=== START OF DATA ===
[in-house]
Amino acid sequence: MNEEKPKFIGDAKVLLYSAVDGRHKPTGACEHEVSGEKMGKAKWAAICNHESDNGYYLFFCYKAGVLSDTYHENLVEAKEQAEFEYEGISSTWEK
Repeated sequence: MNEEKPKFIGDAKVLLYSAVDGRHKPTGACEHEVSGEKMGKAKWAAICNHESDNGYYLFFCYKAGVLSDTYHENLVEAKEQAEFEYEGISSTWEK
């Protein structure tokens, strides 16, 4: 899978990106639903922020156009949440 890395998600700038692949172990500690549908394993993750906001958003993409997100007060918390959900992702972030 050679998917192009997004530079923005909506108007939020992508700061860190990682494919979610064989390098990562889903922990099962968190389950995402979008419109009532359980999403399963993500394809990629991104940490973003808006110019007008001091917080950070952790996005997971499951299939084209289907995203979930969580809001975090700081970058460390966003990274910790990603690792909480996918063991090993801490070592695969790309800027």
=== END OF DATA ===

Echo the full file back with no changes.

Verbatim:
[in-house]
Amino acid sequence: MNEEKPKFIGDAKVLLYSAVDGRHKPTGACEHEVSGEKMGKAKWAAICNHESDNGYYLFFCYKAGVLSDTYHENLVEAKEQAEFEYEGISSTWEK
Repeated sequence: MNEEKPKFIGDAKVLLYSAVDGRHKPTGACEHEVSGEKMGKAKWAAICNHESDNGYYLFFCYKAGVLSDTYHENLVEAKEQAEFEYEGISSTWEK
């Protein structure tokens, strides 16, 4: 899978990106639903922020156009949440 890395998600700038692949172990500690549908394993993750906001958003993409997100007060918390959900992702972030 050679998917192009997004530079923005909506108007939020992508700061860190990682494919979610064989390098990562889903922990099962968190389950995402979008419109009532359980999403399963993500394809990629991104940490973003808006110019007008001091917080950070952790996005997971499951299939084209289907995203979930969580809001975090700081970058460390966003990274910790990603690792909480996918063991090993801490070592695969790309800027």